Court name
Commercial Court of Uganda
Case number
HCT-00-CC-MA 916 of 2004
Judgment date
9 May 2005

Century Enterprises Ltd v Greenland Bank (in liquidation) (HCT-00-CC-MA 916 of 2004) [2005] UGCommC 18 (09 May 2005);

Cite this case
[2005] UGCommC 18




HCT-00-CC-MA-0916 OF 2004
(Arising from HCT-00-CC-CS-0877-2004)





::::::::::::::::: RESPONDENT/PLAINTIFF


R U L I N G:

Upon this case coming up for hearing, counsel for the Applicant, Mr. Samuel Mugisa, raised a short and precise preliminary point of law. He argued that the application was filed under 0.33 rr 3 and 4 of the Civil Procedure Rules and that as such, the Applicant was obliged to serve the Respondent with the notice and the supporting affidavit within the time stipulated under 0.5 r 1. That the Notice of Motion issued on 8/12/2004 and served on 3/2/2005 was out of time. He invited Court to have it struck out and order that Judgment be entered for the Plaintiff as prayed in the plaint.

Mr. Moses Kuguminkiriza for the Applicant does not share that view. According to him, service was indeed effected after 21 days. However, under 0.33, no time limit is imposed for service of documents on the other party. The rule, so argues counsel, does not state the period within which service must be effected. In his view, once a matter is brought under 0.33, the time frames stipulated under 0.5 r 1 do not apply.

I have very carefully addressed my mind to the arguments of both counsel.

Briefly, the Respondent herein filed HCCS No. 877/2004 to recover a sum of Shs.12,778,645-, interest and costs of the suit. It is claimed that the Defendant in that case operated an account with the Plaintiff bank (now in liquidation). That in February 1998, the Defendant was granted an overdraft facility of Shs.5m and in March 1998 another one of Shs.3m. That at the time of the closure of the bank in 1999, the outstanding balance on the Defendant’s A/C was Shs.5,862,959-. Hence the claim of Shs.12,778,645- which includes interest up to the date of filing. Under 0.33 r 4, all that the Defendant has to show is that there is a triable issue of fact or law. The Defendant can do so by filing an application for leave to appear and defend the suit. The application takes the form of a Notice of Motion. There is no stated procedure under that order for service of such application on the opposite party. However, under 0.45 r 2, all such orders, Notices and documents (emphasis mine) shall be served in the manner provided for the service of summons. It is noteworthy that the word used in the order is ‘shall’. In the absence of any other rule to the contrary, this takes us to 0.5 which governs issue and service of summons.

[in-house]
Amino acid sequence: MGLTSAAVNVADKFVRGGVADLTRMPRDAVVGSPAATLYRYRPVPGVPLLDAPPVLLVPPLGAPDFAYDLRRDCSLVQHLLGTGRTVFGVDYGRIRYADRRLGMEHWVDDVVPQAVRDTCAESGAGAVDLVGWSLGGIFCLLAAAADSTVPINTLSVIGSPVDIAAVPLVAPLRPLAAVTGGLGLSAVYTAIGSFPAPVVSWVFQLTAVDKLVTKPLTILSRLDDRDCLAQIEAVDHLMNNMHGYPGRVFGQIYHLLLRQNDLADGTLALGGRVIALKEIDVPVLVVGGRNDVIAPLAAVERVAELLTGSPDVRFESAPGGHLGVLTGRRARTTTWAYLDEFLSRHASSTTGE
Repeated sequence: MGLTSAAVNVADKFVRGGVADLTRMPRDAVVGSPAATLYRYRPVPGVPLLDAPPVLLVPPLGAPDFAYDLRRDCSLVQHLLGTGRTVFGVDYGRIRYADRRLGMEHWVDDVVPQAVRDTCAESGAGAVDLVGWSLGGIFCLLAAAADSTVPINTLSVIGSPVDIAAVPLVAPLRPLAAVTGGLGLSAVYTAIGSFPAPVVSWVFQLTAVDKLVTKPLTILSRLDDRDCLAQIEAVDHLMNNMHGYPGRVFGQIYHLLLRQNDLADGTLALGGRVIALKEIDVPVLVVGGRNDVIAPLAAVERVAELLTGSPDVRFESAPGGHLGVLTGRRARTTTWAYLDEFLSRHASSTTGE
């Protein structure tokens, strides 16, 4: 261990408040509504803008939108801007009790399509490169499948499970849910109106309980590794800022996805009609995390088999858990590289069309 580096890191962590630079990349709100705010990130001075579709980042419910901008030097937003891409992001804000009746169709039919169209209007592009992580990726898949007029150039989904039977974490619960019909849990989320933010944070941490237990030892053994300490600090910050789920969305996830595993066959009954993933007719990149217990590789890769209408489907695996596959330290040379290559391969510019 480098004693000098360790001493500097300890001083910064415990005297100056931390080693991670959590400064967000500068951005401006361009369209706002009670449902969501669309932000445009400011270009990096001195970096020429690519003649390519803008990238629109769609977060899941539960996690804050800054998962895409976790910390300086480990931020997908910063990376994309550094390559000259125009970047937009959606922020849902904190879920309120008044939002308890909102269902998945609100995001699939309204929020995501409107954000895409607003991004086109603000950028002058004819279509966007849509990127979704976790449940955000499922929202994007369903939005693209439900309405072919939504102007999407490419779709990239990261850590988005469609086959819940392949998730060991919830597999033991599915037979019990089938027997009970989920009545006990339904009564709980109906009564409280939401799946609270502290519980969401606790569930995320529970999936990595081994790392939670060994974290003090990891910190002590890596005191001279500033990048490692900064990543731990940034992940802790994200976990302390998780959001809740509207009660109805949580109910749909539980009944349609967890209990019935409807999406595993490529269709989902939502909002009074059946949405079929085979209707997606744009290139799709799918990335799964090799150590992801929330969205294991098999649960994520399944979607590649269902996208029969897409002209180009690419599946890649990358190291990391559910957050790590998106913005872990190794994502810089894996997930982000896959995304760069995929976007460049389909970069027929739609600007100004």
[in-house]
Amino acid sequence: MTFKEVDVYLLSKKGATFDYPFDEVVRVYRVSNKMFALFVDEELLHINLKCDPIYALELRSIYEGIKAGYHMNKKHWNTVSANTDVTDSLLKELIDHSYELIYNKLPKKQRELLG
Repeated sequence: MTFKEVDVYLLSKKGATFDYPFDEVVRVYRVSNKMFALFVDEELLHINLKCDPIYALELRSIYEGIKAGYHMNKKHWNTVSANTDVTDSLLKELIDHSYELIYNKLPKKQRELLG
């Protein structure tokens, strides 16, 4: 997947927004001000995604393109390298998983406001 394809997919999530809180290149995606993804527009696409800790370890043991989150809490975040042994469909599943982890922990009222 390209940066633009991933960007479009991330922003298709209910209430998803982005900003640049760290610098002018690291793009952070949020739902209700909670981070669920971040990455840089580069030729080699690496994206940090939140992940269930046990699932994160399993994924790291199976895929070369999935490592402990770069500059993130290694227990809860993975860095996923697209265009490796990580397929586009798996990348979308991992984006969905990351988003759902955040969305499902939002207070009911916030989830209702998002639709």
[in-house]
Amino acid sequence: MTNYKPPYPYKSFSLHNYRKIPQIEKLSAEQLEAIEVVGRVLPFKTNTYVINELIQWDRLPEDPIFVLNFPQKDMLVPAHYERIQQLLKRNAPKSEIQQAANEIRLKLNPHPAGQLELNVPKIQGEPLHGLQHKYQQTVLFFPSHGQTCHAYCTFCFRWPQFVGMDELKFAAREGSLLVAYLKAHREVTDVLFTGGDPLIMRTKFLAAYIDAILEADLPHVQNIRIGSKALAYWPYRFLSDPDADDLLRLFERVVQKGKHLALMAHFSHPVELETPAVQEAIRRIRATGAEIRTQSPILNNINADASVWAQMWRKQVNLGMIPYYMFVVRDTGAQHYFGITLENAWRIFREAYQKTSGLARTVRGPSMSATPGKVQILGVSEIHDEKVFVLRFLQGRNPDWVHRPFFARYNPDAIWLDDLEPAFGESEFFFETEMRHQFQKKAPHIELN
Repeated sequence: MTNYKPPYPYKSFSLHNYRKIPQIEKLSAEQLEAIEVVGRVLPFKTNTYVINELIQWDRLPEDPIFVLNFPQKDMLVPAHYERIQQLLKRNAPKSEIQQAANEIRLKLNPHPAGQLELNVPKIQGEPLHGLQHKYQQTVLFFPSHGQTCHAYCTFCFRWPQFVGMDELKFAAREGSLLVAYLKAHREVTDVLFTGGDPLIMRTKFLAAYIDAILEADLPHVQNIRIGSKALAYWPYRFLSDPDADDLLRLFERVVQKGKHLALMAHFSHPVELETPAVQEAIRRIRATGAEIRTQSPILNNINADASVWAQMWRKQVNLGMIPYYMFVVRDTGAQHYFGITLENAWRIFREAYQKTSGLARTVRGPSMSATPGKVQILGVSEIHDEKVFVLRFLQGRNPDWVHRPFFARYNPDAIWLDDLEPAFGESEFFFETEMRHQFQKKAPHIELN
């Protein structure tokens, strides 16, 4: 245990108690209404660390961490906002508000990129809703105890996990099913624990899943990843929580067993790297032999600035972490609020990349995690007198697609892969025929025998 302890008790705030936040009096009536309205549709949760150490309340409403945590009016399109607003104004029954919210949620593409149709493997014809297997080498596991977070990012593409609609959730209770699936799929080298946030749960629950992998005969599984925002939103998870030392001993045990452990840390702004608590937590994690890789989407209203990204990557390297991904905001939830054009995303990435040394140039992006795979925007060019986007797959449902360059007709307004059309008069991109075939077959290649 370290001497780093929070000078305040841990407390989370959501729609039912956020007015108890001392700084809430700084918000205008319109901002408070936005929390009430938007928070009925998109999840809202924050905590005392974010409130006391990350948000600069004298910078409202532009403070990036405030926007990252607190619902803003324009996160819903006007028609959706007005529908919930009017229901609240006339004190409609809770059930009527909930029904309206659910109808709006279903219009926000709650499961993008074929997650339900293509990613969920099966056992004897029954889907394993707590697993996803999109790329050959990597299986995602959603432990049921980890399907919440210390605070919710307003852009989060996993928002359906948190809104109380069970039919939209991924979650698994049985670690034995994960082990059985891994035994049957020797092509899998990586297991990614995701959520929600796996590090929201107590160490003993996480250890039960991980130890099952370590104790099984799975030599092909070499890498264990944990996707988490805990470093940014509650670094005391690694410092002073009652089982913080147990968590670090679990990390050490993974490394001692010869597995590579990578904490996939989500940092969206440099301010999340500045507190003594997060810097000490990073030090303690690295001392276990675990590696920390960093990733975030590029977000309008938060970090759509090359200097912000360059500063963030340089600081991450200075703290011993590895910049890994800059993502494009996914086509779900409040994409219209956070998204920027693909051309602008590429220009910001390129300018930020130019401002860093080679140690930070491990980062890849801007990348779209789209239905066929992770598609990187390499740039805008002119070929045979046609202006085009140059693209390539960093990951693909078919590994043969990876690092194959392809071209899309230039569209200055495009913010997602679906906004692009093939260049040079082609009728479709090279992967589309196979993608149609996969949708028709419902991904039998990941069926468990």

From the above, Mr. Kuguminkiriza’s argument that service of process under 0.33 is not governed by 0.5 r 1 cannot be sustained. The contentions herein are, first, that the application for leave to appear and defend was not served on the Applicant within 21 days from the date of issue as required by the rules, and, secondly, that there was no application to extend time within which to effect service of the summons. From my analysis above, the two contentions above cannot be faulted. The time frames stipulated in 0.5 r 1 were certainly the mischief, or the unsatisfactory state of affairs, which the amendment to the Rules in 1998 was meant to remedy. It was targeted at people who after getting summons for service on the opposite party just went to sleep there by contributing to unnecessary build up of case back log. Clearly, therefore, the law is on the Respondent’s side. It was imperative that in order to comply with the rules, an application had to be made to Court within 15 days from the expiry of the 21 days, showing sufficient reasons, to extend the time within which to serve the notice of motion. So much for the law.